- We also explore the possibility of achieving full-security with a semi-honest TP that could collude with the other malicious parties in the protocol (which are in a dishonest majority). In this setting, we show that fairness is impossible to achieve even if we allow the size of the TP to grow with the circuit-size of the function to be computed.

2022

TCC

On Perfectly Secure Two-Party Computation for Symmetric Functionalities with Correlated Randomness
Abstract

A multi-party computation protocol is {\em perfectly secure} for some function $f$ if it perfectly emulates an ideal computation of $f$. Thus, perfect security is the strongest and most desirable notion of security, as it guarantees security in the face of any adversary and eliminates the dependency on any security parameter. Ben-Or et al. [STOC '88] and Chaum et al. [STOC '88] showed that any function can be computed with perfect security if strictly less than one-third of the parties can be corrupted. For two-party sender-receiver functionalities (where only one party receives an output), Ishai et al. [TCC '13] showed that any function can be computed in the correlated randomness model. Unfortunately, they also showed that perfect security cannot be achieved in general for two-party functions that give outputs to both parties (even in the correlated randomness model).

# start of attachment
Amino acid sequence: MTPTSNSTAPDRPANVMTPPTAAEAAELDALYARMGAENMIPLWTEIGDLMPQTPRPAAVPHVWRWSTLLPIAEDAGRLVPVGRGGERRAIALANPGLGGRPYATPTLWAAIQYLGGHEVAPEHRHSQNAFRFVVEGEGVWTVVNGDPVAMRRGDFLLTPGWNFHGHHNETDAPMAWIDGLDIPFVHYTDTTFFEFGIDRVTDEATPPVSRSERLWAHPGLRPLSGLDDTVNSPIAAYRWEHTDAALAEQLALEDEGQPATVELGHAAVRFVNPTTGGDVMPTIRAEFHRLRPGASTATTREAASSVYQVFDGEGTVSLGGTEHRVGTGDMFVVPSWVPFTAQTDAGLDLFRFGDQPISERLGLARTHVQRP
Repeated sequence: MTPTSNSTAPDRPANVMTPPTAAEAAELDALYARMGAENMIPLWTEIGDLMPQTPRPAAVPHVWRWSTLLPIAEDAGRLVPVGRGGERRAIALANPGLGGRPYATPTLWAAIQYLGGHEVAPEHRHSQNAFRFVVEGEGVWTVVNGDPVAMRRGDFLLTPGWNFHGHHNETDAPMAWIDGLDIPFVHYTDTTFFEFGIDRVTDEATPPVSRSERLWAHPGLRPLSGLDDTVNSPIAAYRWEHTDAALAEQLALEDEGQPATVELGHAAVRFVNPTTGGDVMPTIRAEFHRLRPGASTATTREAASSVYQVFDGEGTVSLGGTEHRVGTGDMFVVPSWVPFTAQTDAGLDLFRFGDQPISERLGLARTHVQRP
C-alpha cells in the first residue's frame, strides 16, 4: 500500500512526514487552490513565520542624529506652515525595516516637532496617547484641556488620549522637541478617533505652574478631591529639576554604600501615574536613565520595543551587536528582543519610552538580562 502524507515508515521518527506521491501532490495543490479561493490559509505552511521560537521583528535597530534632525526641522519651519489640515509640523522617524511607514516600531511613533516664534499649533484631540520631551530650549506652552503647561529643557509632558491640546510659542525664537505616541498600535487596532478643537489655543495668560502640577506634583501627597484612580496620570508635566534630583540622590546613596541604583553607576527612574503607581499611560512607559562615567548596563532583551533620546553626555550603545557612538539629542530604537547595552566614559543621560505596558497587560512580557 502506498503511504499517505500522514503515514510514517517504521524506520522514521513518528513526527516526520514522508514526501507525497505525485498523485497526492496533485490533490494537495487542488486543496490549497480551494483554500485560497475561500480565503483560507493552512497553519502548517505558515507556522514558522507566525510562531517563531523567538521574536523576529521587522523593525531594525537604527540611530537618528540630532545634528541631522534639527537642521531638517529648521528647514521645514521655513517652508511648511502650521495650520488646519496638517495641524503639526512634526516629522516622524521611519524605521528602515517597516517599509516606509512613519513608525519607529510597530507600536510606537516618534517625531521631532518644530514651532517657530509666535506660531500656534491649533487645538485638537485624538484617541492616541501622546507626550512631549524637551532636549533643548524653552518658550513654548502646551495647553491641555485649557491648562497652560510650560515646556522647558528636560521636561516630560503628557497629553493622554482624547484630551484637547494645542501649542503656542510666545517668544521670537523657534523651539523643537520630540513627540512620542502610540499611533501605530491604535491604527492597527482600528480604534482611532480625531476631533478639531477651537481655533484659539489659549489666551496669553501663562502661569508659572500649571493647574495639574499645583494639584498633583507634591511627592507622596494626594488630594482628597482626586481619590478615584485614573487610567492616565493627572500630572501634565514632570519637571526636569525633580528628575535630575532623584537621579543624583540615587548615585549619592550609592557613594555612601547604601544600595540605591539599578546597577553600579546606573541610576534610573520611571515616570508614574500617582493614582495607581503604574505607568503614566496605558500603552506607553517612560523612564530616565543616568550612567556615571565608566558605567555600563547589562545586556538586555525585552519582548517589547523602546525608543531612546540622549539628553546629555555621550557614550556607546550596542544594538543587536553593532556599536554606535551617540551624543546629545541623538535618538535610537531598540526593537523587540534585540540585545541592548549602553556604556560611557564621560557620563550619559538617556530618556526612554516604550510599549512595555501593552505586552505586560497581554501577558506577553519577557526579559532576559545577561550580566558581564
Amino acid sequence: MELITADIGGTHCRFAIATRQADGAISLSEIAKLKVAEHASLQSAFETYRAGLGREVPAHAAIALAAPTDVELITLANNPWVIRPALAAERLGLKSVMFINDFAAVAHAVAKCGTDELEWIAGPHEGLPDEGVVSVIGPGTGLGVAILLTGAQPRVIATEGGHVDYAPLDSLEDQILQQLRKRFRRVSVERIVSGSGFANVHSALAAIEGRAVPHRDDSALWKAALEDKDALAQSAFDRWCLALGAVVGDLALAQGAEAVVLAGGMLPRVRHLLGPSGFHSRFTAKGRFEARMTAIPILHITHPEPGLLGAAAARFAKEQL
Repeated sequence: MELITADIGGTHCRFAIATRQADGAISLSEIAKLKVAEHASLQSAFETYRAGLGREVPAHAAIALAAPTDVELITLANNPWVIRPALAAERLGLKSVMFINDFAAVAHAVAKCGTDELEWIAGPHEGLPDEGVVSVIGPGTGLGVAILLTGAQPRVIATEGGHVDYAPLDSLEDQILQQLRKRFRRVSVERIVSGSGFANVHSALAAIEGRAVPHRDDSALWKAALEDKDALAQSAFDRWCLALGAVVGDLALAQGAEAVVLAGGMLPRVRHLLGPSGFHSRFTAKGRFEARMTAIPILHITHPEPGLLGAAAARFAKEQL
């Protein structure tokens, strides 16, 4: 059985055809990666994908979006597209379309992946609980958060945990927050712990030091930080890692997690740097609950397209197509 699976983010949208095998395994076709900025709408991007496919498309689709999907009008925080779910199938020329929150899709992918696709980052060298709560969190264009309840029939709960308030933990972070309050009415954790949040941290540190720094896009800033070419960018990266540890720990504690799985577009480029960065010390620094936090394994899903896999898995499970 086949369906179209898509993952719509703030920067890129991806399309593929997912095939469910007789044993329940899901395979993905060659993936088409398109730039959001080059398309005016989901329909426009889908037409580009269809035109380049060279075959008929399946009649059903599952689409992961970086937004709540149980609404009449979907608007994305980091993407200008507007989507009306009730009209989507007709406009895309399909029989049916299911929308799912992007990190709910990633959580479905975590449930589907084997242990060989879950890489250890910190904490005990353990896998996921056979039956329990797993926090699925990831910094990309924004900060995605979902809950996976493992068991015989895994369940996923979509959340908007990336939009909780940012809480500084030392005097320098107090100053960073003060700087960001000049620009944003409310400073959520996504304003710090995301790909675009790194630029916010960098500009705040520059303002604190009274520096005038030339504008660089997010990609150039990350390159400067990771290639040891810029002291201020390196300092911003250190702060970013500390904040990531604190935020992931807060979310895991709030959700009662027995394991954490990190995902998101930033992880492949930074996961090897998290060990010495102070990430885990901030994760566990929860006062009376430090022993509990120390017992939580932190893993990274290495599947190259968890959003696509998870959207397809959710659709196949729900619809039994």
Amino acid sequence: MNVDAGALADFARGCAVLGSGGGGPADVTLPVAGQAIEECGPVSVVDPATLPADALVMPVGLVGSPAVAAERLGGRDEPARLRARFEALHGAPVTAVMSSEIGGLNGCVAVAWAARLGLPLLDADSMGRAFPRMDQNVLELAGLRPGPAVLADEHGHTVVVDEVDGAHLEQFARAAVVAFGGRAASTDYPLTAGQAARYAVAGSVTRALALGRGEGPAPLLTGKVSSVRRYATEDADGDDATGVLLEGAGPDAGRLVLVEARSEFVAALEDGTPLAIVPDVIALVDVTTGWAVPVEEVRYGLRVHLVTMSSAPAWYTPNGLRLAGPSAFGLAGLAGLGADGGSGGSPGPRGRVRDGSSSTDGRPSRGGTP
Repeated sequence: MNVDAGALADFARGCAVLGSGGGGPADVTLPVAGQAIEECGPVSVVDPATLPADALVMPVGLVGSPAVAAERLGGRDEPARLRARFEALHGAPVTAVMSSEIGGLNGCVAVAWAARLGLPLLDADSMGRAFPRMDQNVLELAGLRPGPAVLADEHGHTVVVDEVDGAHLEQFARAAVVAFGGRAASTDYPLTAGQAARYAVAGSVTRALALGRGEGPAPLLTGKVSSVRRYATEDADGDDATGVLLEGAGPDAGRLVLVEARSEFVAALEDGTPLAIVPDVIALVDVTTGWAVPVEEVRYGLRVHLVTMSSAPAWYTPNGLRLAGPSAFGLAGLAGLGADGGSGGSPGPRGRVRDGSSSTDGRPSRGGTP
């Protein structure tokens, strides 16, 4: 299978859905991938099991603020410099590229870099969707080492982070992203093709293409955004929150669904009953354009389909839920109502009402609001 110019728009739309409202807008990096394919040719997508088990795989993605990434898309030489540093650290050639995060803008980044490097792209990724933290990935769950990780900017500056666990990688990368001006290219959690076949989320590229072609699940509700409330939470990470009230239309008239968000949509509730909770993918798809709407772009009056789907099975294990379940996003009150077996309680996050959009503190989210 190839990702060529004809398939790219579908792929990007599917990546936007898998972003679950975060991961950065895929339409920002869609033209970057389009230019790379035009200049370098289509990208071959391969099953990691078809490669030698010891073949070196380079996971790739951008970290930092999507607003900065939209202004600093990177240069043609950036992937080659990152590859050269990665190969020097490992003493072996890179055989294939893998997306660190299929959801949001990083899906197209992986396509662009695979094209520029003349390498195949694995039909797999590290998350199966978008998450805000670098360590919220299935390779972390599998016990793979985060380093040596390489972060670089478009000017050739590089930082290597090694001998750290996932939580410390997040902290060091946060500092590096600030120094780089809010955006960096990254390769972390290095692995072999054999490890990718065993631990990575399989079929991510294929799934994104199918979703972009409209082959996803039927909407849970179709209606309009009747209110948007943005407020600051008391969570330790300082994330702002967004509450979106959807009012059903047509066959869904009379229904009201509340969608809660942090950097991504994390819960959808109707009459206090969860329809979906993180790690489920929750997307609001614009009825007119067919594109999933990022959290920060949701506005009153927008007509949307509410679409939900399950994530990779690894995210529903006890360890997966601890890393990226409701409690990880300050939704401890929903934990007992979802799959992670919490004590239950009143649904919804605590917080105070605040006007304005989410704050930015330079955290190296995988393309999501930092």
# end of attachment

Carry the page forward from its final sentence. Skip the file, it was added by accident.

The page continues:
We study the feasibility of obtaining perfect security for deterministic symmetric two-party functionalities (i.e., where both parties obtain the same output) in the face of malicious adversaries. We explore both the plain model as well as the correlated randomness model. We provide positive results in the plain model, and negative results in the correlated randomness model. As a corollary, we obtain the following results.
\begin{enumerate}